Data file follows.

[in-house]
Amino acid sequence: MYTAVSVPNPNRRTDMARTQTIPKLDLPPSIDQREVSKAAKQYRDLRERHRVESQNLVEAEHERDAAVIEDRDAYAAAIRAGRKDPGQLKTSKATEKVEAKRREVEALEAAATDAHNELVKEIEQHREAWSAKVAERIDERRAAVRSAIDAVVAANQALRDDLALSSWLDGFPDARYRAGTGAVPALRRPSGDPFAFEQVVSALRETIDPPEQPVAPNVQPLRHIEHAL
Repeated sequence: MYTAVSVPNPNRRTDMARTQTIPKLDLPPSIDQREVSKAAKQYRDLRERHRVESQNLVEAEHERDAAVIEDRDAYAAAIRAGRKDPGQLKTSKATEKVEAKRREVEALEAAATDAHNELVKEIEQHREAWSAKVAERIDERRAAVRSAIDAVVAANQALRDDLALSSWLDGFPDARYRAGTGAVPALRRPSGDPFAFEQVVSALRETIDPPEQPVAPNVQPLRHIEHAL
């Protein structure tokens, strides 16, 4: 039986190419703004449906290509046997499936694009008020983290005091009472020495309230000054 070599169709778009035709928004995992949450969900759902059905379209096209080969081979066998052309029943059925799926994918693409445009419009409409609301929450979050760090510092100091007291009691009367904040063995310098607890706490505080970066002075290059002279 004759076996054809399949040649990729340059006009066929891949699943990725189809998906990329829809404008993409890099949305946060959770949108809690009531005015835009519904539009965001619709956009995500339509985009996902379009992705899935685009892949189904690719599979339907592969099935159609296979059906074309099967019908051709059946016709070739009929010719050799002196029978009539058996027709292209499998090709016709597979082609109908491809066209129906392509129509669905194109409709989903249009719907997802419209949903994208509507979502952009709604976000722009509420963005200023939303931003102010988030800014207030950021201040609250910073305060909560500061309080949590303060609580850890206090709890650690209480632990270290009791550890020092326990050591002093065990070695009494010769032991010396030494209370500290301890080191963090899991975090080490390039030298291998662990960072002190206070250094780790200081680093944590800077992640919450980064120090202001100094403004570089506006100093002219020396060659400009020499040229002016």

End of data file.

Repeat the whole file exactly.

[in-house]
Amino acid sequence: MYTAVSVPNPNRRTDMARTQTIPKLDLPPSIDQREVSKAAKQYRDLRERHRVESQNLVEAEHERDAAVIEDRDAYAAAIRAGRKDPGQLKTSKATEKVEAKRREVEALEAAATDAHNELVKEIEQHREAWSAKVAERIDERRAAVRSAIDAVVAANQALRDDLALSSWLDGFPDARYRAGTGAVPALRRPSGDPFAFEQVVSALRETIDPPEQPVAPNVQPLRHIEHAL
Repeated sequence: MYTAVSVPNPNRRTDMARTQTIPKLDLPPSIDQREVSKAAKQYRDLRERHRVESQNLVEAEHERDAAVIEDRDAYAAAIRAGRKDPGQLKTSKATEKVEAKRREVEALEAAATDAHNELVKEIEQHREAWSAKVAERIDERRAAVRSAIDAVVAANQALRDDLALSSWLDGFPDARYRAGTGAVPALRRPSGDPFAFEQVVSALRETIDPPEQPVAPNVQPLRHIEHAL
């Protein structure tokens, strides 16, 4: 039986190419703004449906290509046997499936694009008020983290005091009472020495309230000054 070599169709778009035709928004995992949450969900759902059905379209096209080969081979066998052309029943059925799926994918693409445009419009409409609301929450979050760090510092100091007291009691009367904040063995310098607890706490505080970066002075290059002279 004759076996054809399949040649990729340059006009066929891949699943990725189809998906990329829809404008993409890099949305946060959770949108809690009531005015835009519904539009965001619709956009995500339509985009996902379009992705899935685009892949189904690719599979339907592969099935159609296979059906074309099967019908051709059946016709070739009929010719050799002196029978009539058996027709292209499998090709016709597979082609109908491809066209129906392509129509669905194109409709989903249009719907997802419209949903994208509507979502952009709604976000722009509420963005200023939303931003102010988030800014207030950021201040609250910073305060909560500061309080949590303060609580850890206090709890650690209480632990270290009791550890020092326990050591002093065990070695009494010769032991010396030494209370500290301890080191963090899991975090080490390039030298291998662990960072002190206070250094780790200081680093944590800077992640919450980064120090202001100094403004570089506006100093002219020396060659400009020499040229002016």